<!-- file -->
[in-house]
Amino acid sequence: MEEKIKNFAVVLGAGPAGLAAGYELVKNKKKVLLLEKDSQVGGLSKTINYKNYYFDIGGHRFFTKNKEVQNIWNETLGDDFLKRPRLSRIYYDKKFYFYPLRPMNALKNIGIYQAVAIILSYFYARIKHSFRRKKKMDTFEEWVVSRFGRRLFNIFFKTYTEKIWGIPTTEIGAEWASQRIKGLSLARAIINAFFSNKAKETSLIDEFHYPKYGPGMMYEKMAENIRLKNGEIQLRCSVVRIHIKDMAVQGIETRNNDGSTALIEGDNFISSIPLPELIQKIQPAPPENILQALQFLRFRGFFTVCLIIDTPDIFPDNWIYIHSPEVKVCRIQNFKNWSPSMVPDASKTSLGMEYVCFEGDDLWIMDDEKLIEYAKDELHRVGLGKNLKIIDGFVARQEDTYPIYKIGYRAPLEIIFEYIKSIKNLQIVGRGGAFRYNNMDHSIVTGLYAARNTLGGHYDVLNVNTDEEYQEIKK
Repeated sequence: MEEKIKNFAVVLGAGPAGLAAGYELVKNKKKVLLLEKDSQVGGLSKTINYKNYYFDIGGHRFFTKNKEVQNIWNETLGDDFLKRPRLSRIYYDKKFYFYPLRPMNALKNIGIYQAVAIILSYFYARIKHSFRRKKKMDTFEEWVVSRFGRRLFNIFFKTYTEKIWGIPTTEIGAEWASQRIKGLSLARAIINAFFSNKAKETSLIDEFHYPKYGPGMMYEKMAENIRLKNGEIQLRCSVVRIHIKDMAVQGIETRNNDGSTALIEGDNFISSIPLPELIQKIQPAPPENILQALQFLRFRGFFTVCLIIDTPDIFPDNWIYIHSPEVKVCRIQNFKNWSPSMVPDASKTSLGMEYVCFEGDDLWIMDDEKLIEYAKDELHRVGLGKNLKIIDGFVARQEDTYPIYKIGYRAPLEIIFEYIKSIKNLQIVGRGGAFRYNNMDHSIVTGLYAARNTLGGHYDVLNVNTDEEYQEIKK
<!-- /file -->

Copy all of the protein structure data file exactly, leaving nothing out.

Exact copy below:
[in-house]
Amino acid sequence: MEEKIKNFAVVLGAGPAGLAAGYELVKNKKKVLLLEKDSQVGGLSKTINYKNYYFDIGGHRFFTKNKEVQNIWNETLGDDFLKRPRLSRIYYDKKFYFYPLRPMNALKNIGIYQAVAIILSYFYARIKHSFRRKKKMDTFEEWVVSRFGRRLFNIFFKTYTEKIWGIPTTEIGAEWASQRIKGLSLARAIINAFFSNKAKETSLIDEFHYPKYGPGMMYEKMAENIRLKNGEIQLRCSVVRIHIKDMAVQGIETRNNDGSTALIEGDNFISSIPLPELIQKIQPAPPENILQALQFLRFRGFFTVCLIIDTPDIFPDNWIYIHSPEVKVCRIQNFKNWSPSMVPDASKTSLGMEYVCFEGDDLWIMDDEKLIEYAKDELHRVGLGKNLKIIDGFVARQEDTYPIYKIGYRAPLEIIFEYIKSIKNLQIVGRGGAFRYNNMDHSIVTGLYAARNTLGGHYDVLNVNTDEEYQEIKK
Repeated sequence: MEEKIKNFAVVLGAGPAGLAAGYELVKNKKKVLLLEKDSQVGGLSKTINYKNYYFDIGGHRFFTKNKEVQNIWNETLGDDFLKRPRLSRIYYDKKFYFYPLRPMNALKNIGIYQAVAIILSYFYARIKHSFRRKKKMDTFEEWVVSRFGRRLFNIFFKTYTEKIWGIPTTEIGAEWASQRIKGLSLARAIINAFFSNKAKETSLIDEFHYPKYGPGMMYEKMAENIRLKNGEIQLRCSVVRIHIKDMAVQGIETRNNDGSTALIEGDNFISSIPLPELIQKIQPAPPENILQALQFLRFRGFFTVCLIIDTPDIFPDNWIYIHSPEVKVCRIQNFKNWSPSMVPDASKTSLGMEYVCFEGDDLWIMDDEKLIEYAKDELHRVGLGKNLKIIDGFVARQEDTYPIYKIGYRAPLEIIFEYIKSIKNLQIVGRGGAFRYNNMDHSIVTGLYAARNTLGGHYDVLNVNTDEEYQEIKK